PSW#2334: Mello, 2006 Nobel: A Worm's Tale: Secrets of Evolution & Immortality

The 83rd Joseph Henry Lecture

A Worm's Tale: Secrets of Evolution and Immortality

Everything alive today shares a common ancestry of nearly 4 billion years duration. Humans, even scientists, cannot conceive or understand the implications of this timescale! Consequently, we always, always underestimate living things. Recent investigations have begun to reveal the remarkable sophistication of the "information technology" inside all organisms. This talk will review the place of mankind in the universe, the amazing history of our evolutionary origins, and the remarkable biological mechanisms that propagate, from one generation to the next, the information that makes each of us unique.

A breakthrough in the understanding of gene expression came with the realization that cells use RNA-guided search engines to identify and regulate both the DNA and other RNAs. First identified in a simple worm C. elegans as "RNA-interference" (RNAi), mechanisms related to RNAi have now been discovered in all domains of life. In RNAi-related mechanisms short pieces of genetic code in the form of RNA serve as search queries allowing the cell to rapidly identify and regulate genes in much the same way you type a short query into Google. 

Scientists can now enter synthetic RNA search queries into cellular search engines called Argonautes, and recently CAS9/CRISPR, allowing them to precisely cut any cellular RNA or DNA. The result is an unprecedented revolution in molecular genetics that promises to help unlock the secrets of life, and to speed the discovery of new medicines.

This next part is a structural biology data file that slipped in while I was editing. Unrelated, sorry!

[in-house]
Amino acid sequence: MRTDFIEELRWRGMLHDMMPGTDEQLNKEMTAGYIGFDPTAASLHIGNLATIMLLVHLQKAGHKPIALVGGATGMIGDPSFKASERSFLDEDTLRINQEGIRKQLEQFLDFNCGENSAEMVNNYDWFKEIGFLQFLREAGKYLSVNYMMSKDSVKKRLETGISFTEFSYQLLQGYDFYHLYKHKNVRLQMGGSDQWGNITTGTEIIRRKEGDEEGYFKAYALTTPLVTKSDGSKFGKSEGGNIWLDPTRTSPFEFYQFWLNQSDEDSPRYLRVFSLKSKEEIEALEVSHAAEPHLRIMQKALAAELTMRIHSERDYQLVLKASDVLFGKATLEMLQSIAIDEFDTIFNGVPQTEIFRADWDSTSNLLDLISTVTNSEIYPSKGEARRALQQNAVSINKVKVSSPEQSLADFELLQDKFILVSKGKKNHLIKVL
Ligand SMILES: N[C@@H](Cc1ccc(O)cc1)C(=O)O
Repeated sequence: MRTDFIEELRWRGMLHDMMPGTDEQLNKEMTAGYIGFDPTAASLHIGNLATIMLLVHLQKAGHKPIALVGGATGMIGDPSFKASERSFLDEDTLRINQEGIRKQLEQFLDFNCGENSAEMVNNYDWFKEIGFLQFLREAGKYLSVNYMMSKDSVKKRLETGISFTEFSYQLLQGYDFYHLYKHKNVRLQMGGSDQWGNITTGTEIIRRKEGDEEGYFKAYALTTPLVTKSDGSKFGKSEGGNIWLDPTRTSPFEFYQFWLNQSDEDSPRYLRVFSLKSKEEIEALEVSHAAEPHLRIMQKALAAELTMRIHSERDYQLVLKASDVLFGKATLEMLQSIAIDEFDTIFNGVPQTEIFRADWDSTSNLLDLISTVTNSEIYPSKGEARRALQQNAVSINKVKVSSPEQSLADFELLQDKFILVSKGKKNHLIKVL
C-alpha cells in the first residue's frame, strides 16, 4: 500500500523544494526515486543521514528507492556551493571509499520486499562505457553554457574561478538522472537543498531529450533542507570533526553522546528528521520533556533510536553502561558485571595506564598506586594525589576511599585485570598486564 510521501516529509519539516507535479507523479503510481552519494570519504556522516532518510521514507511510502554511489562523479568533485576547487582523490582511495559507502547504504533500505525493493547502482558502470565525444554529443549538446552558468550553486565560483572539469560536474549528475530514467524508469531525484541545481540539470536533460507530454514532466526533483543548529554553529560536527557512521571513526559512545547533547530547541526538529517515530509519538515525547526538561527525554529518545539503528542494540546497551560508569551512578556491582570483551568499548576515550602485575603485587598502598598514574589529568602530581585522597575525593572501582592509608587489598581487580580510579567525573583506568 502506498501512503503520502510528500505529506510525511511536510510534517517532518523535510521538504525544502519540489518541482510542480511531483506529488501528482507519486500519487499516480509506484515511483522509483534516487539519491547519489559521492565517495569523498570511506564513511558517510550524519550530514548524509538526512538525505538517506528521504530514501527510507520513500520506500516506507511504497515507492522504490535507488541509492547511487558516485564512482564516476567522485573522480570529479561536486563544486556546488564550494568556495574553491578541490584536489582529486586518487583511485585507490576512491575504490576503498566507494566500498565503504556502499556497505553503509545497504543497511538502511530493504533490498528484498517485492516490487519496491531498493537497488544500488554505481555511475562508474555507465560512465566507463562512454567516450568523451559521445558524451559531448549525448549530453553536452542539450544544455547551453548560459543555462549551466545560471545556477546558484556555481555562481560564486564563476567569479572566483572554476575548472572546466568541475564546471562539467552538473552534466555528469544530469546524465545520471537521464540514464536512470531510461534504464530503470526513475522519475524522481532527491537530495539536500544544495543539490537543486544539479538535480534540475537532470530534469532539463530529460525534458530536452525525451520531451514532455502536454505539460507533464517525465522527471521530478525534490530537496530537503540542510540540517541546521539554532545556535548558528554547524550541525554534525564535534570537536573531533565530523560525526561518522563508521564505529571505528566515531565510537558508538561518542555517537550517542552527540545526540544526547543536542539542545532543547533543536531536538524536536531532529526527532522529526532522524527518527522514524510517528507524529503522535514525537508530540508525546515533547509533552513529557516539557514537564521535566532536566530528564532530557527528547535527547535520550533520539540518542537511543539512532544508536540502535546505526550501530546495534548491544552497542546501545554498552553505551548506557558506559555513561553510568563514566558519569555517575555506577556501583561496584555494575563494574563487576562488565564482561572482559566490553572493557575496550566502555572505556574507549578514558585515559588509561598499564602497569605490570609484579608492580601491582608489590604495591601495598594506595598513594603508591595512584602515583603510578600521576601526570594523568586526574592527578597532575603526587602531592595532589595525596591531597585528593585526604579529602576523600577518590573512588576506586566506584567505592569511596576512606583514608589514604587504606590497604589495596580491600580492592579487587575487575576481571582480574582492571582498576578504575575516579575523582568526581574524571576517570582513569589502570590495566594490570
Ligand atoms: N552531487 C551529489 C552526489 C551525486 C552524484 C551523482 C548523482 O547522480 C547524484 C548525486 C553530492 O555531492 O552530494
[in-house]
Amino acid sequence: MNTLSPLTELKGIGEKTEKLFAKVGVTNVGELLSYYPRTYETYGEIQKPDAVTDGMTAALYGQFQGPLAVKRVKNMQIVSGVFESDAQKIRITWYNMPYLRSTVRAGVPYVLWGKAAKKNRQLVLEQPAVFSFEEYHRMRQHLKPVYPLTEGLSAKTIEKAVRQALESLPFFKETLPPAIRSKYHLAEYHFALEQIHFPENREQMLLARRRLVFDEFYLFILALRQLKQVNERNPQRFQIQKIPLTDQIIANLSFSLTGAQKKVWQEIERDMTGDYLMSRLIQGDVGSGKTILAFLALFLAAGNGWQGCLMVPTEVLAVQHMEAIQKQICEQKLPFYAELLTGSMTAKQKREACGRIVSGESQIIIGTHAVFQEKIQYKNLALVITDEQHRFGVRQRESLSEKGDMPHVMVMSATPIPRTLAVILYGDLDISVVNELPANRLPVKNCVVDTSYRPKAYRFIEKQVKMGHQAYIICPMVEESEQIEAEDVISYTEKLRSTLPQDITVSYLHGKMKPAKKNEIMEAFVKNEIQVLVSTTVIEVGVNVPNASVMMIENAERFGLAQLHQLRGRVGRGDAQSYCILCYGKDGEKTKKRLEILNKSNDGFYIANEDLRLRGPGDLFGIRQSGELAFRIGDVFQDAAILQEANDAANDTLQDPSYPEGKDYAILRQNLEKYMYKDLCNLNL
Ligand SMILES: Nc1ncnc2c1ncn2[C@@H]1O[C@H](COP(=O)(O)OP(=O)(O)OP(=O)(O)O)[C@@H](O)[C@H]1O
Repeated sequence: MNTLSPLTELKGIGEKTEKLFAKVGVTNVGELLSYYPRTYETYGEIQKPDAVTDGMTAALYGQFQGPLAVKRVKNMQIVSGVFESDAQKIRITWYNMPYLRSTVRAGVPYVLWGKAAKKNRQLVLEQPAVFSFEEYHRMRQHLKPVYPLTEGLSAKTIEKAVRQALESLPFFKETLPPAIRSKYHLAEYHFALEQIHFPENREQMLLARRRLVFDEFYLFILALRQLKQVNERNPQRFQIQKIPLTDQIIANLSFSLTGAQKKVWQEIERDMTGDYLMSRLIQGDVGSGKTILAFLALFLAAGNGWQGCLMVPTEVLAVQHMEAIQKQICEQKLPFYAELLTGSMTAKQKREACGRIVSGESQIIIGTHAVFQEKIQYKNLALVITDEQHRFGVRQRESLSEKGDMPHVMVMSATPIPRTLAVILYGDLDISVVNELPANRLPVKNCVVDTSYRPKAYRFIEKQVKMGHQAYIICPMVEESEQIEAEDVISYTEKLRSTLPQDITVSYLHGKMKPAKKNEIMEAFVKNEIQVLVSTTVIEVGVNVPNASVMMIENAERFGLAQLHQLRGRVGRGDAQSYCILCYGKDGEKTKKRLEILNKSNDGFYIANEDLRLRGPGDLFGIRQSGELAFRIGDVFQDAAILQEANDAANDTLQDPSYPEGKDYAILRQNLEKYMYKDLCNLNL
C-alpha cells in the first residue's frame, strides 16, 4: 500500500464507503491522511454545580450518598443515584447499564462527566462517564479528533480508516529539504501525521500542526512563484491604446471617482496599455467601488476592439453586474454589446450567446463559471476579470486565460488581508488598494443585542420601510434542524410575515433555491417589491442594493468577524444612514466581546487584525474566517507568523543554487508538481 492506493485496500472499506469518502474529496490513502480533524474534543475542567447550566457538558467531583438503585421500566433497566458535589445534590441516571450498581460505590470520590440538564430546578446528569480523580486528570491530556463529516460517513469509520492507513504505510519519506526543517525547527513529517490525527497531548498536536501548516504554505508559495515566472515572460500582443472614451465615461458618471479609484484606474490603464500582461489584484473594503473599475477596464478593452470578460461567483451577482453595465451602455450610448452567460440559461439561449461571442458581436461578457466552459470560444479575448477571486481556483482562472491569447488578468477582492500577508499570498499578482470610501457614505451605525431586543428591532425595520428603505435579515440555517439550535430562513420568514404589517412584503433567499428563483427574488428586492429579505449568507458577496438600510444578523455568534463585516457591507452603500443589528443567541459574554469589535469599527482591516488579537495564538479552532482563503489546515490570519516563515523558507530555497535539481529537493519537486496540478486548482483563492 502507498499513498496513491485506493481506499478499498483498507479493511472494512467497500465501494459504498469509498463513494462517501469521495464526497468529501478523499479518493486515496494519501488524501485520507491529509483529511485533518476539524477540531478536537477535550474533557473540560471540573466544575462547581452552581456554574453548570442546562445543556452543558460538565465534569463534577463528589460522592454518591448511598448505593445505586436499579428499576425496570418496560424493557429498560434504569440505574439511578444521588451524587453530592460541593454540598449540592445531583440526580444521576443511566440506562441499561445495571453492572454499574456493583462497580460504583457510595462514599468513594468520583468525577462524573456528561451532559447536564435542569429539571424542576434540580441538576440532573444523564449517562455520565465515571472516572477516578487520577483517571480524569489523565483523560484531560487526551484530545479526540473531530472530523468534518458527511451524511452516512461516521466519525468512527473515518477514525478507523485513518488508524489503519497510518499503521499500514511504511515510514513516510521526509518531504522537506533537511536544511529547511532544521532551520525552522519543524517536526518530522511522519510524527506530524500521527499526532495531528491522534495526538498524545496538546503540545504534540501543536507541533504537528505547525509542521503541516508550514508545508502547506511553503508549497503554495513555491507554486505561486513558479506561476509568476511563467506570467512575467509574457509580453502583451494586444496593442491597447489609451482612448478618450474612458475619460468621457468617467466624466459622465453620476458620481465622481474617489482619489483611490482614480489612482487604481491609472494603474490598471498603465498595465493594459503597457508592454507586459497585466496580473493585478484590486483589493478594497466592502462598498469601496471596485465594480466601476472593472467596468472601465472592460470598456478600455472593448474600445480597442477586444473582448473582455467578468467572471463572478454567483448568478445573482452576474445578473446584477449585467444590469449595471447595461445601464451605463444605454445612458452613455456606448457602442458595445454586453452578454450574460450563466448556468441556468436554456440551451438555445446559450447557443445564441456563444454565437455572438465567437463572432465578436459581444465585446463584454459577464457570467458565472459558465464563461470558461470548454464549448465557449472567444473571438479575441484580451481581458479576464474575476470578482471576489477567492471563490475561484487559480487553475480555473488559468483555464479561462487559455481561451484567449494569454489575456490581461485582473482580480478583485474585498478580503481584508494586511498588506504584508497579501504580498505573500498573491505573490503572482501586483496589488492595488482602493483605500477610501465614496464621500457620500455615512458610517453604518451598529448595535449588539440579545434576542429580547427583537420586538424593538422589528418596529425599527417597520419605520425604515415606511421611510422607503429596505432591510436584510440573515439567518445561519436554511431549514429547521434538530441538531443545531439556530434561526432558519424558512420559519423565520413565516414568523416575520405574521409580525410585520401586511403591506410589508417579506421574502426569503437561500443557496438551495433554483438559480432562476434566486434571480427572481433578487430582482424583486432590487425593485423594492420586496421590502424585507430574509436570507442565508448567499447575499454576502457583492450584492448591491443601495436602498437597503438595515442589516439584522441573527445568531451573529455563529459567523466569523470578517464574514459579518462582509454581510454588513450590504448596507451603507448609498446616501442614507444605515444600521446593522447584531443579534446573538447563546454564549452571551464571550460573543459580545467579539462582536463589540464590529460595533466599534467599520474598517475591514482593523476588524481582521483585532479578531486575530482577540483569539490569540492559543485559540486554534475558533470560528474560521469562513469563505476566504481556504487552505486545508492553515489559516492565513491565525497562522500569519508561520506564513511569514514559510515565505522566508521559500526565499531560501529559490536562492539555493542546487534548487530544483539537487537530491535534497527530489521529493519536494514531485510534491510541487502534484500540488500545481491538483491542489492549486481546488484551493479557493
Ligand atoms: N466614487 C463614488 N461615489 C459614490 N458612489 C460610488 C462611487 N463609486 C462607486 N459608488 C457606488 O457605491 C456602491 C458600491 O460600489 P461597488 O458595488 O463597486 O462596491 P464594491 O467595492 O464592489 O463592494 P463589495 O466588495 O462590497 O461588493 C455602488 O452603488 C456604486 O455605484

This talk will describe how organisms use these remarkable mechanisms to program gene expression and how scientists and physicians are learning to use them as tools. But, what this talk is really about is the excitement of science and the ever unfolding and deepening mysteries of life.


Craig C. Mello

Nobel Prize, Medicine or Physiology, 2006

Investigator, Howard Hughes Medical Institute

Blais University Chair in Molecular Medicine

Co-director, RNA Therapeutics Institute

University of Massachusetts Medical School

Meeting abstract and speaker bio 

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  • SK

    Sad I am no longer going to make it to this one

    May 9

    • Joel W.

      Bummer :(

      May 9

    • Joel W.

      I'm joining you in this also SK..double bummer :(

      May 9

  • friend of Smokey the B.

    look to their website for a recording or simulcast of this guy...too cool to miss it!

    2 · May 9

  • Nina

    I'm really excited for this! Does one need to be registered for this club? Do you know how long this lecture will be? Thanks!

    May 7

    • Robert

      The lectures are open to everyone and are typically an hour and a half including questions. The meetings are a bit longer.

      May 7

  • Joel W.

    Looking forward to this lecture!

    May 4, 2014

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